With the SDAT Stadium getting ready for the 2013 edition of the Chennai Open, set to commence on December 31, fans hope the city will continue to host the prestigious tournament in the years to come
Winter nights are best enjoyed in Chennai. The air is just right: crisp and refreshing, not forbiddingly frosty. And on seven of those nights, some of the world’s best tennis players — Pat Rafter, Boris Becker, Rafael Nadal, and Carlos Moya are among those that have come — offer entertainment not found anywhere else in India.
But as the 2013 edition of the Chennai Open is set to begin, there’s the vague danger of winters not being the same anymore. The current contract for the tournament ends with this edition. The Tamil Nadu Tennis Association is in talks with IMG, which owns the tournament, and an announcement is expected on the day of the final. Indications are that the negotiations are going well, but you never know in such situations.
As is frequently the case, the possibility of losing something makes you better appreciate what you had. The Chennai Open has done much for tennis, for both those who play it and those who follow it.
TNTA CEO Hiten Joshi refers to the breakthroughs in the tournament. “Leander (Paes) and Mahesh (Bhupathi) won their first ATP event in Chennai, Somdev (Devvarman) reached his first ever ATP final here,
Rohan’s (Bopanna) first ever doubles final was here, all these first-evers have been in Chennai,” he says.
There’s no doubt the tournament has given top Indian talents an exposure — even if it has been brief in some cases — to the highest level. It has also helped spread the game by making top-rate tennis accessible. Says Joshi: “You don’t get to watch this quality anywhere in the world at this price [season tickets from Rs. 1,500 to Rs. 5,000; daily prices differ. That itself is a big boon to any tennis lover.” The effect of watching tennis live can’t be overstated; it stirs your senses, it broadens your perception. Ramkumar Ramanathan, currently 18 and ranked 796th in the world, was transformed after his parents took him as a ten-year-old to the SDAT Tennis Stadium.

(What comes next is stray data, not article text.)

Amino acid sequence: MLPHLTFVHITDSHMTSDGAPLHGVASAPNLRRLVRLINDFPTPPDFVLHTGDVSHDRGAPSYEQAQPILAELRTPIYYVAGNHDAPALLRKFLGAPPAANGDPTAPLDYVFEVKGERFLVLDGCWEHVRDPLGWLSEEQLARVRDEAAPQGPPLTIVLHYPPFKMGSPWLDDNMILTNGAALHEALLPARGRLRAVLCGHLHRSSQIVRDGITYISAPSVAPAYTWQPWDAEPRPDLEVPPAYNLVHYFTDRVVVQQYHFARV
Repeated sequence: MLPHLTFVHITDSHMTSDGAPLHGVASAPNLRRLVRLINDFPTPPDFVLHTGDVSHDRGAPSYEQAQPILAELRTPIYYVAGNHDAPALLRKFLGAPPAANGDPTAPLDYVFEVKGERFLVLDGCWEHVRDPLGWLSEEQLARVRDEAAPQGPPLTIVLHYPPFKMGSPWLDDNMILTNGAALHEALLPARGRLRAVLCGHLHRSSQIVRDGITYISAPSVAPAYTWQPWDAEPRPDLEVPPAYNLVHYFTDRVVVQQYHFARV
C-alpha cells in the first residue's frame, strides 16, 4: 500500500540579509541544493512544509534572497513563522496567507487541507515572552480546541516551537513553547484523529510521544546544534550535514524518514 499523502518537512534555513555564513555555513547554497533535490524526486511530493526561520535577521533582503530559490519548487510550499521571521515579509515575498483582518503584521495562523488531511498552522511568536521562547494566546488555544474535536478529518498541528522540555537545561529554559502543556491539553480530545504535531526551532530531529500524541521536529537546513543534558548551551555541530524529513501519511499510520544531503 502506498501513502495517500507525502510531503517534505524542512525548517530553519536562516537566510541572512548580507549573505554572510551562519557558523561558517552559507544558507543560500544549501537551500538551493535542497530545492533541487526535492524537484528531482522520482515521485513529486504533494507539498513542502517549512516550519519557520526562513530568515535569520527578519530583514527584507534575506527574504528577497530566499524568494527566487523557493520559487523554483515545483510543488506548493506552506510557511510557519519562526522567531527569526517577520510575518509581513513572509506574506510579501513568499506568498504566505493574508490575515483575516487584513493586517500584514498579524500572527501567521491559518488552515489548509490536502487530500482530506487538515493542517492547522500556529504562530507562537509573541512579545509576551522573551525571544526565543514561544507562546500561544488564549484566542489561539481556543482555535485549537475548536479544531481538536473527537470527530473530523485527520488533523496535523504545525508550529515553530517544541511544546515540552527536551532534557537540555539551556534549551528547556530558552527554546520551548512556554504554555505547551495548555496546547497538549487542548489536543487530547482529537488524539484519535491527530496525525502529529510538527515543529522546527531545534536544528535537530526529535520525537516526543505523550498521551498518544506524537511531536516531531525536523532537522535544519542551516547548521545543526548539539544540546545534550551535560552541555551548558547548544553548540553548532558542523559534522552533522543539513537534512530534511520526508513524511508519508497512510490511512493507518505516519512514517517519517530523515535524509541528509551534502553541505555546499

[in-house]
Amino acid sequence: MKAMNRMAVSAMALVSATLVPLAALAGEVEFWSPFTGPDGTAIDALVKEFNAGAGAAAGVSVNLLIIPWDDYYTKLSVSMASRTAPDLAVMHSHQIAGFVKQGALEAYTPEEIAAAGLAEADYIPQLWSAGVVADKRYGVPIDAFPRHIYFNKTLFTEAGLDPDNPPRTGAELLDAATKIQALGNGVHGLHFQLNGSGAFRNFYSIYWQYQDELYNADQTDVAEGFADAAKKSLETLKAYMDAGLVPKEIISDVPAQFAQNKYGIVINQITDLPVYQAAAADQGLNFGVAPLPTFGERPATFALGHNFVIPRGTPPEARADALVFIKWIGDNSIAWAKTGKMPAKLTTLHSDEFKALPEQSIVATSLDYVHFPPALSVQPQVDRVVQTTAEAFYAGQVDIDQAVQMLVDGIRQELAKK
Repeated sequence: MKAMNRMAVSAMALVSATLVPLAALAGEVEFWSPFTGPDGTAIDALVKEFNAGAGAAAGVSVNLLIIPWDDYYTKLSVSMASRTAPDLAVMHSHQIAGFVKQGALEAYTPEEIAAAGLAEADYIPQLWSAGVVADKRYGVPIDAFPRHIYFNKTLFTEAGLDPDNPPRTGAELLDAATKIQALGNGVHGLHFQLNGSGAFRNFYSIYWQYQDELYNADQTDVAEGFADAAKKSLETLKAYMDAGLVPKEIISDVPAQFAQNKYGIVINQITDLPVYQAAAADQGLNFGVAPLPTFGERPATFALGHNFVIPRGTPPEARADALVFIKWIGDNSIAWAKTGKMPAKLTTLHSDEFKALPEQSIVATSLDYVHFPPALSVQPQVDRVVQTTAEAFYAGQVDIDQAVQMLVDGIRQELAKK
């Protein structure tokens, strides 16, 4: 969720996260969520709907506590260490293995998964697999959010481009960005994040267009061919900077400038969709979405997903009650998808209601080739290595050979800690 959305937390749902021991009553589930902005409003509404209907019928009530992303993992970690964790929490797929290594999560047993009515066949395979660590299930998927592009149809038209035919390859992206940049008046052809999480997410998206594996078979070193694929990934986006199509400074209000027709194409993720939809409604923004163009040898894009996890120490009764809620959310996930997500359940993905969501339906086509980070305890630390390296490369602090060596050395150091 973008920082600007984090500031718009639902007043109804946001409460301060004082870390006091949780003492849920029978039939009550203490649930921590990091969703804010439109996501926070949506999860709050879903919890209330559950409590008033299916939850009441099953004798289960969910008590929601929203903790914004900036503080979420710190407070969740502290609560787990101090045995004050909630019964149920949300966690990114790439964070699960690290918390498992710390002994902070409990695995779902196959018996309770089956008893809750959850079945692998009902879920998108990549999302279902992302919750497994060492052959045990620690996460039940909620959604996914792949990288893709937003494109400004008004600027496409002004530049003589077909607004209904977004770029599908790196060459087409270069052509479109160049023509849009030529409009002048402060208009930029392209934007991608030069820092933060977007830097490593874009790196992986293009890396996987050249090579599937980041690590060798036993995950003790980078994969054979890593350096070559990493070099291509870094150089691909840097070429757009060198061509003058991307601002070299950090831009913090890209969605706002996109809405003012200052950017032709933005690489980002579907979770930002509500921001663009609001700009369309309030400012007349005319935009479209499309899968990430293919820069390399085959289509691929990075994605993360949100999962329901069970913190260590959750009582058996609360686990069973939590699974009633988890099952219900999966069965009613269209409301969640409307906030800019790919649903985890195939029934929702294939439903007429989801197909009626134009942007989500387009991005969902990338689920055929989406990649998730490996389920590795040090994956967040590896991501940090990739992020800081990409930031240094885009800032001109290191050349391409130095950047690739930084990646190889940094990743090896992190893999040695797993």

“I could feel their power, their spin, their speed,” says Ramkumar. “The final between (Paradorn) Srichapan and (Carlos) Moya in 2005 was incredible. There was just so much intensity, it was unbelievable shot-making; they just went for it. Watching such tennis makes you want to play at that level too.
“The more you watch, the more you begin to think how you would construct the same points, you watch how they play under pressure, what they do that works, you learn so much. But it’s not just thinking. That happens automatically. It’s also a lot of fun because you love the game.”
The TNTA is aware of the importance of juniors watching tennis. Secretary C.B.N. Reddy, who is part of the tournament committee, says the association is giving academies free tickets for the first three days. It also solves a problem tournaments everywhere in the world have with early attendance.
“We have a capacity of 5,800 which is almost filled on the last three days,” says Reddy, “but it’s not quite the same on the first three days because the top players aren’t meeting each other yet and the Indian doubles stars haven’t begun as yet. There has been an improvement over the last two years. We hardly had anyone before that, but the last two years we had close to 2000. This initiative (tickets for juniors) will also help.”
Things have come together at the SDAT Tennis Stadium: re-laid courts; re-painted walls; re-built stalls. You hope it isn’t for the last time.